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In the first live Seattle mayoral debate of the election season, the two candidates — current council president Lorena Gonzalez and former council president Bruce Harrell — agreed on little except this: that tax increases are needed help the city fund additional services.
But who pays those taxes — including large employers such as Amazon — remained a point of contention.
Asked if Amazon, the city’s biggest employer, should do more to mitigate concerns about its effect on soaring housing prices and infrastructure, Harrell said the online retail giant should “pay their fair share of taxes.” He then vowed to hold the company “accountable.”
But when pressed for taxing specifics, Harrell pivoted and talked about addressing the lack of a Washington state income tax. “We will look at that tax structure and revise it,” he said.
Gonzalez, by contrast, pointed her finger directly at Amazon’s coffers. “It is critically important for us to make sure we have a mayor who is serious about requiring all large profitable corporations (to) pay their fair share.”
She added: “Let’s be real about this. I’m the only candidate on this stage who means it.”
Both candidates in 2018 initially voted to approve the so-called Amazon head tax, only to later switch their votes to repeal it.
Harrell’s road to a state income tax would be a steep one. Currently, Washington court decisions have generally held that the state constitution’s sharp limits on income taxes make a statewide, non-uniform income tax difficult without a constitutional change. (A 2019 court decision on a failed Seattle income tax might have opened the door slightly, however.)
Harrell said corporations based in Seattle should match their corporate goals with city’s civic needs.
“They have to align their corporate social responsibility goals with that of the city,” he said. “That would be affordable housing. That would be homelessness.”
Harrell mentioned Amazon’s market capitalization of more than $1.5 trillion.
“When you look at the wealth that these large corporations have, they have to not only pay their fair share of taxes, they have to be aligned with many of the issues that they caused,” he said.
At the last week’s GeekWire Summit, Amazon CEO Andy Jassy described the worsening relationship with Seattle’s political leaders.
“I think our relationship with Seattle had ups and downs, frankly,” Jassy said. “I think the first 20ish years (was) pretty collaborative. We decided to build a downtown campus. (The city) was very supportive and solicitous.”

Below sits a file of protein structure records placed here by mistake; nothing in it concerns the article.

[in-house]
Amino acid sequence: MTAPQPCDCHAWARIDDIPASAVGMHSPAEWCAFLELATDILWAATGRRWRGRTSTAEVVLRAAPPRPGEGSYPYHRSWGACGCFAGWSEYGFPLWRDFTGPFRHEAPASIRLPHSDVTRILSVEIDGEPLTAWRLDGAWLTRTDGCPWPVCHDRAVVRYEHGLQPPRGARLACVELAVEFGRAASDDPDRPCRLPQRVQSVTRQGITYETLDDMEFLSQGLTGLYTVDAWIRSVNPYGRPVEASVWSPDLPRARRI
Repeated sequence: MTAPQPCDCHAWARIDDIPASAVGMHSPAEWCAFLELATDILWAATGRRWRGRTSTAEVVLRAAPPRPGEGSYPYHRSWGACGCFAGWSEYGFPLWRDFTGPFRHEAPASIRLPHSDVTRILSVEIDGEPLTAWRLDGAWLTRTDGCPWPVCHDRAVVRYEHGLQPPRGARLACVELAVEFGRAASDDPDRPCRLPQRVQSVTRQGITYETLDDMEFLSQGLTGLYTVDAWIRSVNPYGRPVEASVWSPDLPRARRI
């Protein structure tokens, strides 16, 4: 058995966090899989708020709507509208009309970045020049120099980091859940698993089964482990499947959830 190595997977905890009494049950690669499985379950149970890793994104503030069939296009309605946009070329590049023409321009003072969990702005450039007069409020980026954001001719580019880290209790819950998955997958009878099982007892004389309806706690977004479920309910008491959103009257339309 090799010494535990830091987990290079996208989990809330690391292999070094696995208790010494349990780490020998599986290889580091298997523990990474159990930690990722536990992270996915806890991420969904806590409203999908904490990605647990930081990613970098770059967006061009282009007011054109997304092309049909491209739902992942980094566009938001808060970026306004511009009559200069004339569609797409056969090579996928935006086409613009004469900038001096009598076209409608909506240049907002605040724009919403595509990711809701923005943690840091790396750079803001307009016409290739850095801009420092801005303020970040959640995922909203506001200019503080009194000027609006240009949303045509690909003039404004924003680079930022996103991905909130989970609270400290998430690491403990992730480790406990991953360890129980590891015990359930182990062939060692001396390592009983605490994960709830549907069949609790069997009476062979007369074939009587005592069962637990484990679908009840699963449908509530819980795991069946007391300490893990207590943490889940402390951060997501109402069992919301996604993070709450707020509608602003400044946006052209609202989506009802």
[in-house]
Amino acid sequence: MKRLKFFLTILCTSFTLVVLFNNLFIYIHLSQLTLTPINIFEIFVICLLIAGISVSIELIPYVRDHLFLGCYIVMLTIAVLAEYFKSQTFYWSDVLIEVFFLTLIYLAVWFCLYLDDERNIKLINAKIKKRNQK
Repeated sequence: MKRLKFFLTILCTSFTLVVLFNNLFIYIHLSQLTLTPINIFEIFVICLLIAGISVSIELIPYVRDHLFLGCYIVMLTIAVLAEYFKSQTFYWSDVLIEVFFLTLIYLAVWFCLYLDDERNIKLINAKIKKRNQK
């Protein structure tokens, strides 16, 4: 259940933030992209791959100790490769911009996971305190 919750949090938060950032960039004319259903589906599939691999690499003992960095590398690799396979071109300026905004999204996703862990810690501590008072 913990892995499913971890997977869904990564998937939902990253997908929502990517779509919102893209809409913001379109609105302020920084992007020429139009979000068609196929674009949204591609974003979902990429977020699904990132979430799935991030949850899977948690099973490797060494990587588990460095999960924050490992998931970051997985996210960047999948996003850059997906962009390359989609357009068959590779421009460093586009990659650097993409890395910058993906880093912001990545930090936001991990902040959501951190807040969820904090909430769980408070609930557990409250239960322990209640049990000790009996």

But then five years ago, the mood changed, Jassy continued.
“The City Council has become less enamored with business or with Amazon,” he said. “It’s just been rougher.” Jassy added that Amazon increasingly is looking to nearby Bellevue for its expansion goals.
At the debate, Gonzalez indicated she’s not particularly worried about Amazon withdrawing from Seattle. Pointing to Amazon’s announced plans to hire 12,500 corporate and tech workers in Seattle, the former civil rights attorney said Amazon isn’t going anywhere.
“(Amazon’s) workers and their future workers want to live and work in this city,” she said.
Watch the full debate here.
Seattle-based cell therapy startup Immusoft will collaborate with pharma giant Takeda to develop treatments targeted to the central nervous system in a deal worth potentially more than $900 million.
Immusoft’s technology involves engineering a patient’s B cells to mass produce therapeutic proteins. These immune cells are good at pumping out large amounts of proteins, such as an enzyme missing in a particular condition.
The new partnership will focus on delivering protein therapeutics across the blood-brain barrier to treat rare neurometabolic conditions. Under the agreement, Takeda has options to exclusively license programs at the preclinical stage and will take products to the clinic and through commercialization. Immusoft will receive research funding support and an undisclosed upfront payment, with total value of option fees and milestone payments of potentially more than $900 million.
Immusoft’s most advanced therapeutic program is designed to treat a rare enzyme deficiency disorder, Hurler syndrome. The company aims to file an investigational new drug application for the condition with the U.S. Food and Drug Administration by the end of the year, according to its website, a key step toward a clinical trial.
Ainsworth, a veteran biotech exec, has led the company since 2018 when he replaced Matthew Scholz, who founded the company in 2009 and is now CEO of Oisín Biotechnologies. Ainsworth previously founded gene therapy company RetroSense Therapeutics, which sold to Allergan in 2016 in a deal worth up to $555 million.
Immusoft closed a $33 million Series B round last year, noted FierceBiotech.
Carlos Rodriguez, the CEO of payroll services giant ADP, has been nominated to Microsoft’s board of directors.
Microsoft’s board would expand to 12 members if his selection is approved by the company’s shareholders at its annual meeting on Nov. 30.
Rodriguez has been ADP’s CEO since 2011, after joining the company in 1999. He “brings unique industry and technology expertise, as well as deep understanding of changing work norms,” said Satya Nadella, Microsoft CEO and chairman, in a news release announcing the nomination.
The nomination was included in Microsoft’s newly released proxy statement, which also includes details on shareholder proposals and executive compensation.
Microsoft’s board boosted Nadella’s total compensation to $49.9 million for 2021, up from $44.3 million the prior year.
Nadella’s 2021 compensation includes stock awards worth $33 million (up from $30.7 million); non-equity incentive compensation of $14.2 million; (up from $11 million); and a base salary of $2.5 million, the same as the prior year.